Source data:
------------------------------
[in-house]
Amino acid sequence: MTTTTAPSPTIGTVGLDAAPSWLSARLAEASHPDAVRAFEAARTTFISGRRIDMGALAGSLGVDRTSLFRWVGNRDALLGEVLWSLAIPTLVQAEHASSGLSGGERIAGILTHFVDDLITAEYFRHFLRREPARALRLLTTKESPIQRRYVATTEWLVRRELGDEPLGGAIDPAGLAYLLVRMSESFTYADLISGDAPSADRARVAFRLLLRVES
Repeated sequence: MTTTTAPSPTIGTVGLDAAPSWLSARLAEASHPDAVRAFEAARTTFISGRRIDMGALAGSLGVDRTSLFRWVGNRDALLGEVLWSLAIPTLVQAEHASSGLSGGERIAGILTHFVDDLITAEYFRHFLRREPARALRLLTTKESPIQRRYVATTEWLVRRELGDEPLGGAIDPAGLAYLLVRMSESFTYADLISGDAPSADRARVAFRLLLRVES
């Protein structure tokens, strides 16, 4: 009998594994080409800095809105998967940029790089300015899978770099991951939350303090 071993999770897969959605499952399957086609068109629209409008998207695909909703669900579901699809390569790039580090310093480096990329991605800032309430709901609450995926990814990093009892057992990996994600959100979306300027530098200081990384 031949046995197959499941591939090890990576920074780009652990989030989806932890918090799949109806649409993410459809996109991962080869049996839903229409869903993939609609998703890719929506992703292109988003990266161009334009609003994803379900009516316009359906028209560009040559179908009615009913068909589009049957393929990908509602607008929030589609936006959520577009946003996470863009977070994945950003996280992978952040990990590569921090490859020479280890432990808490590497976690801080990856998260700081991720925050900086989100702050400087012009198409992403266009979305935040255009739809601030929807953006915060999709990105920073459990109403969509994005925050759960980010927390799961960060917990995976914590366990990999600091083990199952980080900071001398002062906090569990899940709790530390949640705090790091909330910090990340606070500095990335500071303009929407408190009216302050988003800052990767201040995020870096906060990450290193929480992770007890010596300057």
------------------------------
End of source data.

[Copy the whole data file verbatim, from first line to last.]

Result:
[in-house]
Amino acid sequence: MTTTTAPSPTIGTVGLDAAPSWLSARLAEASHPDAVRAFEAARTTFISGRRIDMGALAGSLGVDRTSLFRWVGNRDALLGEVLWSLAIPTLVQAEHASSGLSGGERIAGILTHFVDDLITAEYFRHFLRREPARALRLLTTKESPIQRRYVATTEWLVRRELGDEPLGGAIDPAGLAYLLVRMSESFTYADLISGDAPSADRARVAFRLLLRVES
Repeated sequence: MTTTTAPSPTIGTVGLDAAPSWLSARLAEASHPDAVRAFEAARTTFISGRRIDMGALAGSLGVDRTSLFRWVGNRDALLGEVLWSLAIPTLVQAEHASSGLSGGERIAGILTHFVDDLITAEYFRHFLRREPARALRLLTTKESPIQRRYVATTEWLVRRELGDEPLGGAIDPAGLAYLLVRMSESFTYADLISGDAPSADRARVAFRLLLRVES
């Protein structure tokens, strides 16, 4: 009998594994080409800095809105998967940029790089300015899978770099991951939350303090 071993999770897969959605499952399957086609068109629209409008998207695909909703669900579901699809390569790039580090310093480096990329991605800032309430709901609450995926990814990093009892057992990996994600959100979306300027530098200081990384 031949046995197959499941591939090890990576920074780009652990989030989806932890918090799949109806649409993410459809996109991962080869049996839903229409869903993939609609998703890719929506992703292109988003990266161009334009609003994803379900009516316009359906028209560009040559179908009615009913068909589009049957393929990908509602607008929030589609936006959520577009946003996470863009977070994945950003996280992978952040990990590569921090490859020479280890432990808490590497976690801080990856998260700081991720925050900086989100702050400087012009198409992403266009979305935040255009739809601030929807953006915060999709990105920073459990109403969509994005925050759960980010927390799961960060917990995976914590366990990999600091083990199952980080900071001398002062906090569990899940709790530390949640705090790091909330910090990340606070500095990335500071303009929407408190009216302050988003800052990767201040995020870096906060990450290193929480992770007890010596300057």